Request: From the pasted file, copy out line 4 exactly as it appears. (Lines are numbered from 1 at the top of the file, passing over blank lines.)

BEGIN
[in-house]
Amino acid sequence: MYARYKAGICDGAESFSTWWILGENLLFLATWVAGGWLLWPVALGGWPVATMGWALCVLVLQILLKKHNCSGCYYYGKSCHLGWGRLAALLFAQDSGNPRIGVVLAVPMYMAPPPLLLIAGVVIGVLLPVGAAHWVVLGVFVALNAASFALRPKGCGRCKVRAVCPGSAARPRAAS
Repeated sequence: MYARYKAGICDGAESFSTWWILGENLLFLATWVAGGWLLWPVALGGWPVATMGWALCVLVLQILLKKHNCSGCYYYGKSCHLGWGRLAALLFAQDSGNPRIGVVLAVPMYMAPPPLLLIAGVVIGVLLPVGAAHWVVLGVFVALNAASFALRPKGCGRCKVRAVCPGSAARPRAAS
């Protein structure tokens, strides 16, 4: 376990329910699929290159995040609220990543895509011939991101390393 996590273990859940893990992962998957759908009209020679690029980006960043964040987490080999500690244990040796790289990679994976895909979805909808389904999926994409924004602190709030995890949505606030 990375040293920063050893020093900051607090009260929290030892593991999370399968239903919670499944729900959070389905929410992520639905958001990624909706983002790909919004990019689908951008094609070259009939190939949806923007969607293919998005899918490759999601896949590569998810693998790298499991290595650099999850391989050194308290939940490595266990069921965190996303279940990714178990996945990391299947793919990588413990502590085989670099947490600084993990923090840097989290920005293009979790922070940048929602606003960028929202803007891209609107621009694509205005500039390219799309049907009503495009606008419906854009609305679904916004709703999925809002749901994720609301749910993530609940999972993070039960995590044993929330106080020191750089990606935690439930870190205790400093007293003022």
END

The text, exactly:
């Protein structure tokens, strides 16, 4: 376990329910699929290159995040609220990543895509011939991101390393 996590273990859940893990992962998957759908009209020679690029980006960043964040987490080999500690244990040796790289990679994976895909979805909808389904999926994409924004602190709030995890949505606030 990375040293920063050893020093900051607090009260929290030892593991999370399968239903919670499944729900959070389905929410992520639905958001990624909706983002790909919004990019689908951008094609070259009939190939949806923007969607293919998005899918490759999601896949590569998810693998790298499991290595650099999850391989050194308290939940490595266990069921965190996303279940990714178990996945990391299947793919990588413990502590085989670099947490600084993990923090840097989290920005293009979790922070940048929602606003960028929202803007891209609107621009694509205005500039390219799309049907009503495009606008419906854009609305679904916004709703999925809002749901994720609301749910993530609940999972993070039960995590044993929330106080020191750089990606935690439930870190205790400093007293003022």